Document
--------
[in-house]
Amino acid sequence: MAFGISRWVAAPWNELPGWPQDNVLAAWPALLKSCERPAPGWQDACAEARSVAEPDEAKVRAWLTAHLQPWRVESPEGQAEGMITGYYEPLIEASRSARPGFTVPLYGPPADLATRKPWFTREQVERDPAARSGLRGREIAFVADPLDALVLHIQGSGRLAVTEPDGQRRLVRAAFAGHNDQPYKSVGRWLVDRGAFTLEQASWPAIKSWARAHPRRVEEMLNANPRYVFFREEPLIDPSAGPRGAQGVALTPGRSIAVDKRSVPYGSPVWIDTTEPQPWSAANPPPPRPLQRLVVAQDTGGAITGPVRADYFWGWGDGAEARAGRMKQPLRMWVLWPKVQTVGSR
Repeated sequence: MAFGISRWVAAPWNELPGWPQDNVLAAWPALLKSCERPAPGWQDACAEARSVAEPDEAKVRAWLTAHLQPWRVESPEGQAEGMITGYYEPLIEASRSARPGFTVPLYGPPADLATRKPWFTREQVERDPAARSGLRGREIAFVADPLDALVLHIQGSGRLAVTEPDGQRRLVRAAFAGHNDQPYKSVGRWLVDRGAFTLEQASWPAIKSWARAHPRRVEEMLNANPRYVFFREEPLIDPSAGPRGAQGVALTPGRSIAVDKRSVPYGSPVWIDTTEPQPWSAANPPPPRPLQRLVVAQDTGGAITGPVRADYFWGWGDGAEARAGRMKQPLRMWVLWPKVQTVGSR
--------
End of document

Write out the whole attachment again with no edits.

[in-house]
Amino acid sequence: MAFGISRWVAAPWNELPGWPQDNVLAAWPALLKSCERPAPGWQDACAEARSVAEPDEAKVRAWLTAHLQPWRVESPEGQAEGMITGYYEPLIEASRSARPGFTVPLYGPPADLATRKPWFTREQVERDPAARSGLRGREIAFVADPLDALVLHIQGSGRLAVTEPDGQRRLVRAAFAGHNDQPYKSVGRWLVDRGAFTLEQASWPAIKSWARAHPRRVEEMLNANPRYVFFREEPLIDPSAGPRGAQGVALTPGRSIAVDKRSVPYGSPVWIDTTEPQPWSAANPPPPRPLQRLVVAQDTGGAITGPVRADYFWGWGDGAEARAGRMKQPLRMWVLWPKVQTVGSR
Repeated sequence: MAFGISRWVAAPWNELPGWPQDNVLAAWPALLKSCERPAPGWQDACAEARSVAEPDEAKVRAWLTAHLQPWRVESPEGQAEGMITGYYEPLIEASRSARPGFTVPLYGPPADLATRKPWFTREQVERDPAARSGLRGREIAFVADPLDALVLHIQGSGRLAVTEPDGQRRLVRAAFAGHNDQPYKSVGRWLVDRGAFTLEQASWPAIKSWARAHPRRVEEMLNANPRYVFFREEPLIDPSAGPRGAQGVALTPGRSIAVDKRSVPYGSPVWIDTTEPQPWSAANPPPPRPLQRLVVAQDTGGAITGPVRADYFWGWGDGAEARAGRMKQPLRMWVLWPKVQTVGSR